Tuesday, March 1, 2016

What is a Moral System?

  What is a moral system?    There is actually, very little that’s been said about the concept of moral systems in Philosophy.  And when philosophers do talk about it, what they really mean by a moral system is a system of beliefs and principles, and rules of interpretation. 

A noted exception is the philosopher, Bernard Gert, (1934 - 2011). In his book, Morality, Its Nature and Justification, he specifically talks about the moral system.  According to Gert:

“I use the phrase “moral system” to mean the same as “morality” and regard morality or the moral system as the system people use, often unconsciously, when they are trying to make a morally acceptable choice among several alternative actions or when they make moral judgments about their own actions or those of others…. It is… an essential feature of morality in all of its variations that everyone who is judged by it knows what morality prohibits, requires, encourages and allows.”  

If the reader is at all interested in learning more about the concept of "the moral system" I recommend Gert’s book.  I came to the idea independently of Gert, but see some basic agreement between our two accounts.  The main difference between our two accounts is that mine is more descriptive, and based on biology, whereas Gert’s is more concerned with justification.   A fuller account of Gert’s position compared to my own is not included here but will be forthcoming.
To most other moral  philosophers, the goal of moral philosophy is to generate better moral principles that all people can agree on.  But, why do we need professional philosophers to tell us what is right and what is wrong?  We already know it.  It’s not the principles that are the problem -  we don’t really understand what a moral system is and what it does - that’s the problem.  

In order to understand what a moral system is, we first we need to crack open the idea of “systems”.  By that, I mean just enough of an understanding of the concept to get us started.  The kind of system that philosophers talk about, which are really just collections of principles or strings of hypo-deductive inferences, is not what I  am talking about.  That kind of system doesn’t do anything on it’s own.  

Biological systems do things.  They consume resources and they produce offspring and niches.  They maintain themselves and keep things working.  These systems only have goals, in the sense that they keep themselves going - which is sometimes called, “homeostasis”.  Our bodies are a biological system of approximately thirty-seven trillion cells, that all coordinate together in multiple organ systems to maintain our physical integrity.  

In most biological systems, the parts are not conscious of the whole.  Individual cells of the body are not trying to make the body strong and resilient, they are responding to their immediate environment and all the chemical and hormonal signals that impact them.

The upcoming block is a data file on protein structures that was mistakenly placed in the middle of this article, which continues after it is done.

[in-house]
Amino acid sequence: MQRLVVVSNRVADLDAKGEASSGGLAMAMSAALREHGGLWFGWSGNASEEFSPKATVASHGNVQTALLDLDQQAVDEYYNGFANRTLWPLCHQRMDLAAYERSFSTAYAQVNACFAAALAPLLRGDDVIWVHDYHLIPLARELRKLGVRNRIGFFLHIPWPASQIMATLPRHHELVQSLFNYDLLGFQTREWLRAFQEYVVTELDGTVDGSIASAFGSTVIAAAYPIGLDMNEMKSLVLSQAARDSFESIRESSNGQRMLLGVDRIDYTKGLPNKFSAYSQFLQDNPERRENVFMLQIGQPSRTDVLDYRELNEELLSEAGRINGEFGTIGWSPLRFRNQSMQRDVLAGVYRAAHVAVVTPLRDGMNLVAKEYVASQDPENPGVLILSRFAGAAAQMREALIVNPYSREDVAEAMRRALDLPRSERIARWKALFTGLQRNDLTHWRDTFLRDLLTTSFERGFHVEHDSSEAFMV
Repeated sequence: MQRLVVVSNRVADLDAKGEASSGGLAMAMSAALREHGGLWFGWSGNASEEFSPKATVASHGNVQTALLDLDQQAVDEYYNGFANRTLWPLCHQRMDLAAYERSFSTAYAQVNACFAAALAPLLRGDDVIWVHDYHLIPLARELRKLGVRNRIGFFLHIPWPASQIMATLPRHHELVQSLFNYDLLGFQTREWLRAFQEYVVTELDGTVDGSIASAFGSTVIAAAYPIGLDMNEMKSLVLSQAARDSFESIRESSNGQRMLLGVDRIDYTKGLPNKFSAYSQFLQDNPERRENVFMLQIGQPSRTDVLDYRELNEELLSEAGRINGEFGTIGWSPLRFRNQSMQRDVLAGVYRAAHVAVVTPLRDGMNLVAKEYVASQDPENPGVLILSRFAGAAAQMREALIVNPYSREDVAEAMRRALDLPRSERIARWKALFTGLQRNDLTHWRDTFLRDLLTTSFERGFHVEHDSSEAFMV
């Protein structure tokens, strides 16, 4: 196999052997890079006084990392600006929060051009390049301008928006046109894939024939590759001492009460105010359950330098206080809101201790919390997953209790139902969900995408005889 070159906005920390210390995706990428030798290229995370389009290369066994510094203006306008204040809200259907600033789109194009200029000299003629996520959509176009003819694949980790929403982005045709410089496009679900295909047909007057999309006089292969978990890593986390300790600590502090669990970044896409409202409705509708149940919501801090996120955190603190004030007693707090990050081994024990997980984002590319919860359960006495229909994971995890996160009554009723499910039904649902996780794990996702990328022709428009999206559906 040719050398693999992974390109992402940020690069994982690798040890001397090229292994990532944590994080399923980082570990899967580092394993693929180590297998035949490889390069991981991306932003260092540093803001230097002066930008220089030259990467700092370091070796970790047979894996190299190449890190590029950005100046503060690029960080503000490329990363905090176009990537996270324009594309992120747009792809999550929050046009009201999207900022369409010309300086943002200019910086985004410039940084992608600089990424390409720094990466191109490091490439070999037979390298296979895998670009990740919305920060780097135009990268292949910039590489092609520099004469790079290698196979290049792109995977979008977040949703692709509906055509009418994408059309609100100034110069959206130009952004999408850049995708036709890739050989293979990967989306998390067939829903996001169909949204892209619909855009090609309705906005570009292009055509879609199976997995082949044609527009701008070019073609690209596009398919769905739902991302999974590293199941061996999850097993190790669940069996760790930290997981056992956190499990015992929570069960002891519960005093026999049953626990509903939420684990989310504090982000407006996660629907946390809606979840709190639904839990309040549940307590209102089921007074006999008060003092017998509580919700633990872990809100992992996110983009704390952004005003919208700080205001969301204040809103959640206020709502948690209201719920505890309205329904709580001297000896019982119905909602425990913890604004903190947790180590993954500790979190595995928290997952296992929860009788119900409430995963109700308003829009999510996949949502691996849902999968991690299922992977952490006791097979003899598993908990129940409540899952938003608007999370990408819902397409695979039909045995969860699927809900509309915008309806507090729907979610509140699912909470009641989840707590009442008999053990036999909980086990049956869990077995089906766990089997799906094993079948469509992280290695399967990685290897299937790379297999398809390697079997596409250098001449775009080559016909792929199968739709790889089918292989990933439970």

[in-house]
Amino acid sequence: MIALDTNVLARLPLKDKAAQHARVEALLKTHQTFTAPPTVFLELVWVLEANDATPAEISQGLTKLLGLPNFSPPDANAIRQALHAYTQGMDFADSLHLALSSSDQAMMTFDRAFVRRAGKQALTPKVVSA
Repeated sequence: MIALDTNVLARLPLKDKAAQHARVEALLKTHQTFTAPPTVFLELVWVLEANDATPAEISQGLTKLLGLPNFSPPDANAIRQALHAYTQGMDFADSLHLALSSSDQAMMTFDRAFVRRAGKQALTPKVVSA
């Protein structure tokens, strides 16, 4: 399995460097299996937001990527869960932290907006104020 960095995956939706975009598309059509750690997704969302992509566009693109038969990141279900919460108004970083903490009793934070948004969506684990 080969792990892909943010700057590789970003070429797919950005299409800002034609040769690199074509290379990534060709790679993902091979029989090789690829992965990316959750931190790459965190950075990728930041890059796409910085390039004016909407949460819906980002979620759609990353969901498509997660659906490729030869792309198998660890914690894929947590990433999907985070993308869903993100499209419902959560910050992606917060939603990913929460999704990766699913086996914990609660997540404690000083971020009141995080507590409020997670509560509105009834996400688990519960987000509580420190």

In contrast, often times  human participants are conscious of system-wide goals and are trying their best to attain them.  We can consider the Emergency Medical System, or EMS,   and the Criminal Justice System, or CJS, as human systems with overall goals - that of saving lives and serving justice.  

For the purposes of my essay, all we need in order to understand the concept of a system is to focus on the idea that the parts of a system are not as important as the relationship between the parts. Human systems are generally resilient enough to work with missing and interchangeable parts.

In order to see what I mean, we can contrast a system with a machine.  If we take a part out of a machine, the machine  will break down.  If we try and replace the part, a new part must be “machined” to the exact same size and shape in order for it to work.  In contrast, we can call the Toastmasters Organization a system.  Replace the toastmaster in one meeting with a new toastmaster in the next, or an “ah counter” with an new “ah counter”, and the toastmasters meeting goes on, all the same.

To activate a machine, you turn on a switch;  But, how do you activate a system?  It requires both participants and communication between the participants.  How do you activate the toastmasters system?  You show up, and you volunteer to speak.  That’s what activates it,  turning up and choosing to do something.  

There are other systems that we are all familiar with.  The EMS is made up of paramedics, doctors and nurses, ambulances, hospital buildings and emergency departments.  The CJS has its lawyers, judges, juries, courthouses and legislatures.  

Let’s call the moral system, the OMS.  That stands for the “Old Moral System”.   It has been around for a very long time.  What I want to say is that all of us are part of the OMS;  all of us, if we are old enough and of sound mind, know moral principles and can make moral judgements.  And that’s what a moral system is - its all of us. End of story - right?  But, why don’t we see this, why is it not obvious to everyone?